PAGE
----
Finished reading: The Forest of Wool and Steel by Natsu Miyashita 📚 There’s a section of the book where the narrator, an apprentice piano tuner, quotes a Japanese writer’s vision of what they’re trying to achieve:
“Bright, quiet, crystal-clear writing that evokes fond memories, that seems a touch sentimental yet is unsparing and deep, writing as lovely as a dream, yet as exact as reality.”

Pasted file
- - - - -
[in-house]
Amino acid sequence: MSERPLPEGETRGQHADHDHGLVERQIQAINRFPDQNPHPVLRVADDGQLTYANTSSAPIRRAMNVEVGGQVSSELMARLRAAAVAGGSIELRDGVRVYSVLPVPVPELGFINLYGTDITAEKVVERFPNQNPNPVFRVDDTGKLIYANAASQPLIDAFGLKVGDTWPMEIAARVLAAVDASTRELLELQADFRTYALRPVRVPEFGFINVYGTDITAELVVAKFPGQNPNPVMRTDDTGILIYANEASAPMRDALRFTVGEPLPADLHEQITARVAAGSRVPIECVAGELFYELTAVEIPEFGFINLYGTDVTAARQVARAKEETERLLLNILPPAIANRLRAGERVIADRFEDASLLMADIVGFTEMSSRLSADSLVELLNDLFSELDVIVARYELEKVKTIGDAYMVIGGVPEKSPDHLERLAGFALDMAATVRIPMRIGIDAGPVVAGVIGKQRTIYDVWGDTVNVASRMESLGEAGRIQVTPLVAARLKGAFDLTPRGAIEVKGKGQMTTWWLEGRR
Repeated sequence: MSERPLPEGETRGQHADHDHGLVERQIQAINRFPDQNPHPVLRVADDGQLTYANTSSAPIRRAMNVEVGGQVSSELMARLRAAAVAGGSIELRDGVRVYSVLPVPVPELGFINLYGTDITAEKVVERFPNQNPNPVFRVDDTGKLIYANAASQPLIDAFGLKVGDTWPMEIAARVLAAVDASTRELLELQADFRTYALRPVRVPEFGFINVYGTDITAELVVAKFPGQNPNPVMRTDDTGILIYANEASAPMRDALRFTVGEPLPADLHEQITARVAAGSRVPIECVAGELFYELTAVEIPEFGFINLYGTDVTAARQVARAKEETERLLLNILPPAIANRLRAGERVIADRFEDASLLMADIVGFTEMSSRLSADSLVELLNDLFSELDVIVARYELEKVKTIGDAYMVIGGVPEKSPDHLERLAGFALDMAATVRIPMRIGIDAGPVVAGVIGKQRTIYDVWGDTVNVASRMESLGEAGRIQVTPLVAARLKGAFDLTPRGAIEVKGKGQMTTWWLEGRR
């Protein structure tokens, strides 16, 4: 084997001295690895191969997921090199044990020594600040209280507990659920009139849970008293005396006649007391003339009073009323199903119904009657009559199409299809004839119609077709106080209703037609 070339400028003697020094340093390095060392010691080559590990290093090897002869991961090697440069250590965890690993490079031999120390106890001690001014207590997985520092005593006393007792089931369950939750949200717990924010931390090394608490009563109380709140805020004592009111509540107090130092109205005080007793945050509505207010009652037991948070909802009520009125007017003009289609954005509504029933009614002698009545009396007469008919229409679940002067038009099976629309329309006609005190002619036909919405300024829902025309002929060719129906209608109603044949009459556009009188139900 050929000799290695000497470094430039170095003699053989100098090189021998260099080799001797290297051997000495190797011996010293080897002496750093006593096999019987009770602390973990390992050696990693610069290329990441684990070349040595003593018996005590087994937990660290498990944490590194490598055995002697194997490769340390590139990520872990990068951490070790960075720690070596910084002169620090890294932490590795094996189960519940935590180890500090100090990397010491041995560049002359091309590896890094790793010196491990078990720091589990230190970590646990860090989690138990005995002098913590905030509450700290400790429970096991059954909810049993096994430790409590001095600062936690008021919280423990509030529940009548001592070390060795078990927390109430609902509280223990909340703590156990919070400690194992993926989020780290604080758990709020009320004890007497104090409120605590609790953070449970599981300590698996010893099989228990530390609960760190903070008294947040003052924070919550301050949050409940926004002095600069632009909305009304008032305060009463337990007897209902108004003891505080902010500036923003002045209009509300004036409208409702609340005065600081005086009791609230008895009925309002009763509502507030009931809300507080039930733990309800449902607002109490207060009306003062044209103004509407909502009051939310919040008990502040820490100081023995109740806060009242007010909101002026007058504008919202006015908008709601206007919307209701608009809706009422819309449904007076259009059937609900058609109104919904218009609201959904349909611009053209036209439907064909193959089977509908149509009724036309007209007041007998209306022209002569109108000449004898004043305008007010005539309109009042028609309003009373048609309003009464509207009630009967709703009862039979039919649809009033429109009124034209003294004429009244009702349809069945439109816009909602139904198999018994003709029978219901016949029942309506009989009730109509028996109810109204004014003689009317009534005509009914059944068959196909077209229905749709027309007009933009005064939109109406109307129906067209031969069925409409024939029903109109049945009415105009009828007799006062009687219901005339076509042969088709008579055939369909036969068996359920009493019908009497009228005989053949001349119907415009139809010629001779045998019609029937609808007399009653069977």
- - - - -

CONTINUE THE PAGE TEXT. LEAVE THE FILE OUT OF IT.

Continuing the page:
The piano tuner syas that this is what he wants for his own work. Of course this is implicitly what the author of the novel is seeking for their own writing, so it’s surely a little meta. Yet a sentimental style is by definition in tension with reality. If it wasn’t, it would be seen not as sentimental but as realism. The more sentimental the writing is, the less exactly it can describe the world. The great risk is that a writer who entertains sentimental writing may also forgive stereotype and cliche. There are times when this book rises above sentimentality, but not many times.